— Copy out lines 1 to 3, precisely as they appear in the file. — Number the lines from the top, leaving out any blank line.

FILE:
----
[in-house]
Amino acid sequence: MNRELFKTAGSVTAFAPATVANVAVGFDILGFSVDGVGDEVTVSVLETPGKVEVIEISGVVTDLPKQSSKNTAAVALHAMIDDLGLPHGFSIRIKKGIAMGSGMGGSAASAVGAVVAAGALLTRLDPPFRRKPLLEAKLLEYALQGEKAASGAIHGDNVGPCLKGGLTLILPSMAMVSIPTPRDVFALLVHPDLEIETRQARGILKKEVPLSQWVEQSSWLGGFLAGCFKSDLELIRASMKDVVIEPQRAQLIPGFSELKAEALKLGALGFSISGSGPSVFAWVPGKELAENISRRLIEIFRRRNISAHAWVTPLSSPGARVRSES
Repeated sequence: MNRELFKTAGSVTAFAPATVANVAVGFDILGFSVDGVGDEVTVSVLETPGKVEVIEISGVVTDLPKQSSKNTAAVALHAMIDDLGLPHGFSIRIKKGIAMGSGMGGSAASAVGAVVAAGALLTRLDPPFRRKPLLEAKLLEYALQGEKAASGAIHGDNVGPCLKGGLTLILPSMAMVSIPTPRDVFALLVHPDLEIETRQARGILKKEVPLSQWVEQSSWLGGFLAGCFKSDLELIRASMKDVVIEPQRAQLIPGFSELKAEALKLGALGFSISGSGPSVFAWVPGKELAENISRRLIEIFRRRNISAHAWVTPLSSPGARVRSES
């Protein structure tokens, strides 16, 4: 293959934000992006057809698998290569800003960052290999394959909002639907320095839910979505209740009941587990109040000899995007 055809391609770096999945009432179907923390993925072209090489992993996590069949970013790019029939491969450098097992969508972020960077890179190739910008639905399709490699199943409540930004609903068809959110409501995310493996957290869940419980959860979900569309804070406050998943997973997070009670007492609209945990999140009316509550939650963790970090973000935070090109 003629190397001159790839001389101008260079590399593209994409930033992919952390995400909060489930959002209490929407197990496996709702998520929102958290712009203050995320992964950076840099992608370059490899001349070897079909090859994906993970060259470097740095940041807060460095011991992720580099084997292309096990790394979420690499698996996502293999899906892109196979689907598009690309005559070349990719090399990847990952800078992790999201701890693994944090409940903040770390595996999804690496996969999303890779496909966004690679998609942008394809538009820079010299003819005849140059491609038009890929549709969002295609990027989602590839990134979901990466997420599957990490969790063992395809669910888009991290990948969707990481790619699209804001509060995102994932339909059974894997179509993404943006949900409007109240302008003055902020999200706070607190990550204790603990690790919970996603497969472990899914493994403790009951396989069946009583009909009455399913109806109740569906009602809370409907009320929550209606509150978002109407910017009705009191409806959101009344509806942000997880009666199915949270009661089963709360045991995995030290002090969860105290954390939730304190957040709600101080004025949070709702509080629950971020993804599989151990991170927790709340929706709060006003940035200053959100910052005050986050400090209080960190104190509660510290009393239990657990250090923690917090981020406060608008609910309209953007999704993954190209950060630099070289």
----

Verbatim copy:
[in-house]
Amino acid sequence: MNRELFKTAGSVTAFAPATVANVAVGFDILGFSVDGVGDEVTVSVLETPGKVEVIEISGVVTDLPKQSSKNTAAVALHAMIDDLGLPHGFSIRIKKGIAMGSGMGGSAASAVGAVVAAGALLTRLDPPFRRKPLLEAKLLEYALQGEKAASGAIHGDNVGPCLKGGLTLILPSMAMVSIPTPRDVFALLVHPDLEIETRQARGILKKEVPLSQWVEQSSWLGGFLAGCFKSDLELIRASMKDVVIEPQRAQLIPGFSELKAEALKLGALGFSISGSGPSVFAWVPGKELAENISRRLIEIFRRRNISAHAWVTPLSSPGARVRSES
Repeated sequence: MNRELFKTAGSVTAFAPATVANVAVGFDILGFSVDGVGDEVTVSVLETPGKVEVIEISGVVTDLPKQSSKNTAAVALHAMIDDLGLPHGFSIRIKKGIAMGSGMGGSAASAVGAVVAAGALLTRLDPPFRRKPLLEAKLLEYALQGEKAASGAIHGDNVGPCLKGGLTLILPSMAMVSIPTPRDVFALLVHPDLEIETRQARGILKKEVPLSQWVEQSSWLGGFLAGCFKSDLELIRASMKDVVIEPQRAQLIPGFSELKAEALKLGALGFSISGSGPSVFAWVPGKELAENISRRLIEIFRRRNISAHAWVTPLSSPGARVRSES